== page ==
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Tall poppy syndrome: New study says 90 per cent of women belittled, cut down in the workplace


A new study has found almost 90 per cent of women surveyed have experienced “tall poppy syndrome” in the workplace.

Tall poppy syndrome describes when people are attacked, resented or “cut down” because of their success and achievements.

The global survey by Women of Influence+ asked 4,710 women in workplaces around the world about their experiences and the effects.

“Many comments from the respondents, they shared that, 'I didn't know that my experience that I’m having has a name,” says study author and Women of Influence+ CEO Rumeet Billan.

The study found:

  • 77 per cent of respondents had their achievements downplayed
  • 72 per cent were left out of meetings and discussions or were ignored
  • 66 per cent said others took credit for their work

The results feel all-too-familiar among many women in business.

“I didn’t know it had a name, but I felt what it was,” says Halifax entrepreneur Solitha Shortte.

Shortte is the founder of model management company Soli Productions Management Inc., a business she started in 2015.

The former model now builds and supports a growing roster of diverse talents and says working in the highly-competitive fashion industry has been difficult.

“I came from the world of modeling, and in this industry, then transitioned now to being an agent, and being a creative director,” she says. “I’ve felt that.”

“I feel the exclusion as an agent being in a space where, one, I’m new, I’m a woman, and I’m Black,” she added. “Being a Black woman in this space adds even more challenges and more restrictions are placed on me.”

Billan says there are many causes.

“(There are) a number of contributing factors, including things like jealousy and envy,” she says. “We can also talk about sexism and gender stereotypes, and then there's the lack of confidence, and insecurity, in the person that it is doing the 'cutting.'”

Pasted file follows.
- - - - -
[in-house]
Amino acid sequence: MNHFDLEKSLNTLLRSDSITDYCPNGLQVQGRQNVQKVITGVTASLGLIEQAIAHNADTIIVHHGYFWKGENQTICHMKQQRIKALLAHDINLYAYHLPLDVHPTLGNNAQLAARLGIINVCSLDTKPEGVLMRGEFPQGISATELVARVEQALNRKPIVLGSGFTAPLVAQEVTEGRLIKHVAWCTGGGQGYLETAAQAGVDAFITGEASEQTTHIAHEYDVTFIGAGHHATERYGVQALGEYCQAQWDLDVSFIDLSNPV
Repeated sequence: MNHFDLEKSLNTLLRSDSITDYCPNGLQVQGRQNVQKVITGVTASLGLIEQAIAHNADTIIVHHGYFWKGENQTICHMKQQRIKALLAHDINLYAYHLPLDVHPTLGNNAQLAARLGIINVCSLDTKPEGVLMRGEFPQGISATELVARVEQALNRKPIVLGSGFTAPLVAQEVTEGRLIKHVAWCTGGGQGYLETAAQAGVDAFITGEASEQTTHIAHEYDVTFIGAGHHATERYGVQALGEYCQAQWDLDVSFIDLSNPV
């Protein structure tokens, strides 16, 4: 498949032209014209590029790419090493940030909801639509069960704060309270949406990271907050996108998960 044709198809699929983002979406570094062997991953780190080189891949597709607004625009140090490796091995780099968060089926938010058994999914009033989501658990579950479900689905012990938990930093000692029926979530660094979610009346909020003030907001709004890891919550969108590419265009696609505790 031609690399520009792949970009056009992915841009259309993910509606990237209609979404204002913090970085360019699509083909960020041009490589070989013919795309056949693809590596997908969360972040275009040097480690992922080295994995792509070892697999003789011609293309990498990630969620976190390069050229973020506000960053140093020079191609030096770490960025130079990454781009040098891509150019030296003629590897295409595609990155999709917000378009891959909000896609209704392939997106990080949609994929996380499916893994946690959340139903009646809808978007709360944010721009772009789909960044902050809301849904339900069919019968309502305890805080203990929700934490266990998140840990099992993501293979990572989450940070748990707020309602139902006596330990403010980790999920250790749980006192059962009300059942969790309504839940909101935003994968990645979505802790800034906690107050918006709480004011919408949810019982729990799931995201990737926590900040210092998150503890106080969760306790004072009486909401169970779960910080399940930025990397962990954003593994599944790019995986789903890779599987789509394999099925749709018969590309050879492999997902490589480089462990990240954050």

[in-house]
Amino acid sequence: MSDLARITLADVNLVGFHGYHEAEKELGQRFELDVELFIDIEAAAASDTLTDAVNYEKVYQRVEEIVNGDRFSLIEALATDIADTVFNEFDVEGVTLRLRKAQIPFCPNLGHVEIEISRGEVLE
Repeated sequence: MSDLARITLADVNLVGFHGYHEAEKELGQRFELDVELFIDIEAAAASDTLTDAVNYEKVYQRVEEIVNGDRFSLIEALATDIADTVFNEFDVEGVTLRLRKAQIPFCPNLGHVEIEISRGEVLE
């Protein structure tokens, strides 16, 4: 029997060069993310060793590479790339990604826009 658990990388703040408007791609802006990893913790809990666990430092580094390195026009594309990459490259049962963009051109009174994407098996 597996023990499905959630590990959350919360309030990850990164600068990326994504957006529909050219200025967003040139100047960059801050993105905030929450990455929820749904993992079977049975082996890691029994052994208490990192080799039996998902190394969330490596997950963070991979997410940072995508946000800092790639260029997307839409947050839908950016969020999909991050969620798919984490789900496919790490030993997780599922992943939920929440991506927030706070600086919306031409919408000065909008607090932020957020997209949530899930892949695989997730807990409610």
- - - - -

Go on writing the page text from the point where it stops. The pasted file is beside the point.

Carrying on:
She says many respondents also felt ageism was among the most common motivators for those exhibiting the behaviour.

The survey found men in leadership positions were more likely to undermine women due to their success and women were more likely to cut down their peers.

Respondents subsequently reported serious mental health effects as a result of being targeted, with more than 85 per cent reporting increased stress and 66 per cent feeling less self-confident at work.

“We're employees, we're employers, we're community leaders, and we have our personal lives. It happens in all these different settings, not just in the workplace,” says Faten Alshazly.

Alshazly is the co-founder and chief creative officer of award-winning advertising firm WeUsThem and has twice been named among Canada’s Top 100 Most Powerful Women.

But even she has experienced having her achievements belittled by others, she says.

“It was a learning experience,” she says. “Because certain things you are blinded to, you don’t really understand the behaviour.”

Alshazly says it took her time to recover from the experience and use it as an inspiration to create change.

“In my own business, I’ve been fortunate to make sure that the culture here does not allow this to happen,” she says. “I want to see them grow.”

She encourages women to find workplaces that do the same for them.

“My biggest advice is, reach out for someone who is in a leadership role that you can speak to, if this place is not meant to appreciate who you are, there are so many that would appreciate and love to have talent,” she says.

Shortte says there are times when these negative experiences pull her down, but she moves forward with the help of those who do respect her work.

“I beat those things with the support that I have,” she says.

“Mentally, I have gone into deep depression where I wanted to shut down,” she says. “Then I realize that I have a space where I can use my voice as well, because of the supportive around me.”

Finding that support, Shortte says, is crucial.

“We’re standing on the backs of women who have gone through that and have succeeded, and I think we owe them to continue so that the next one … won’t have to stand on anybody’s backs (because) they would be accepted in the space and celebrated for the work they’re doing.” Top Stories

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